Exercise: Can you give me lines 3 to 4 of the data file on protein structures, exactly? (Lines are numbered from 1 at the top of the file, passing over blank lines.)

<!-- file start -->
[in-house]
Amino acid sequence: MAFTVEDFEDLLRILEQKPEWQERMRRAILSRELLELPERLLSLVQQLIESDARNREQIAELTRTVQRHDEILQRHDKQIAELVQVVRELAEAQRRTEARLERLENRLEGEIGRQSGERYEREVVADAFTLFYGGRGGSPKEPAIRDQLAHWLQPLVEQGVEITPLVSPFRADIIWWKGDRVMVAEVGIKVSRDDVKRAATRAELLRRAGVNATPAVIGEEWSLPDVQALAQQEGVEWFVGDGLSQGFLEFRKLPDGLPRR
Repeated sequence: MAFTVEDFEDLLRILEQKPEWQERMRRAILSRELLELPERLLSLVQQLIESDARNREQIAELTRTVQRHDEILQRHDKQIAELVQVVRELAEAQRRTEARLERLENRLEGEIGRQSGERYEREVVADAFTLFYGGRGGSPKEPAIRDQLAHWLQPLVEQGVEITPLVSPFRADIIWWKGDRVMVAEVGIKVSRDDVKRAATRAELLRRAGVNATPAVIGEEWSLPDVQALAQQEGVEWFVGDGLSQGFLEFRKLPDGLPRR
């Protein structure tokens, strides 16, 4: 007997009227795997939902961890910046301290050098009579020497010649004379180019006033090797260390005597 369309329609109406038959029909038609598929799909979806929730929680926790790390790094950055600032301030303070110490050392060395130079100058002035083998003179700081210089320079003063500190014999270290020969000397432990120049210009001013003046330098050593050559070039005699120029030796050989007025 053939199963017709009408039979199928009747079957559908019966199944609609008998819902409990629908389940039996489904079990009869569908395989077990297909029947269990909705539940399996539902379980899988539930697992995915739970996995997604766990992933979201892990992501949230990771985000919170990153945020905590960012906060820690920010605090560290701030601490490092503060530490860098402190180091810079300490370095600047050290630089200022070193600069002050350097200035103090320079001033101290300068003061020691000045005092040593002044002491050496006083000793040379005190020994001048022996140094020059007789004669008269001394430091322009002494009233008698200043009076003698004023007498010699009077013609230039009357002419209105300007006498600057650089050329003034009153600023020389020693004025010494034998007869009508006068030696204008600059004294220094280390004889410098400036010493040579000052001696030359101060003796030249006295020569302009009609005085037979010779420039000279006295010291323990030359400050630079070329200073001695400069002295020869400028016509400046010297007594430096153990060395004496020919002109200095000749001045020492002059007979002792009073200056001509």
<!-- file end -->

Repeated sequence: MAFTVEDFEDLLRILEQKPEWQERMRRAILSRELLELPERLLSLVQQLIESDARNREQIAELTRTVQRHDEILQRHDKQIAELVQVVRELAEAQRRTEARLERLENRLEGEIGRQSGERYEREVVADAFTLFYGGRGGSPKEPAIRDQLAHWLQPLVEQGVEITPLVSPFRADIIWWKGDRVMVAEVGIKVSRDDVKRAATRAELLRRAGVNATPAVIGEEWSLPDVQALAQQEGVEWFVGDGLSQGFLEFRKLPDGLPRR
């Protein structure tokens, strides 16, 4: 007997009227795997939902961890910046301290050098009579020497010649004379180019006033090797260390005597 369309329609109406038959029909038609598929799909979806929730929680926790790390790094950055600032301030303070110490050392060395130079100058002035083998003179700081210089320079003063500190014999270290020969000397432990120049210009001013003046330098050593050559070039005699120029030796050989007025 053939199963017709009408039979199928009747079957559908019966199944609609008998819902409990629908389940039996489904079990009869569908395989077990297909029947269990909705539940399996539902379980899988539930697992995915739970996995997604766990992933979201892990992501949230990771985000919170990153945020905590960012906060820690920010605090560290701030601490490092503060530490860098402190180091810079300490370095600047050290630089200022070193600069002050350097200035103090320079001033101290300068003061020691000045005092040593002044002491050496006083000793040379005190020994001048022996140094020059007789004669008269001394430091322009002494009233008698200043009076003698004023007498010699009077013609230039009357002419209105300007006498600057650089050329003034009153600023020389020693004025010494034998007869009508006068030696204008600059004294220094280390004889410098400036010493040579000052001696030359101060003796030249006295020569302009009609005085037979010779420039000279006295010291323990030359400050630079070329200073001695400069002295020869400028016509400046010297007594430096153990060395004496020919002109200095000749001045020492002059007979002792009073200056001509």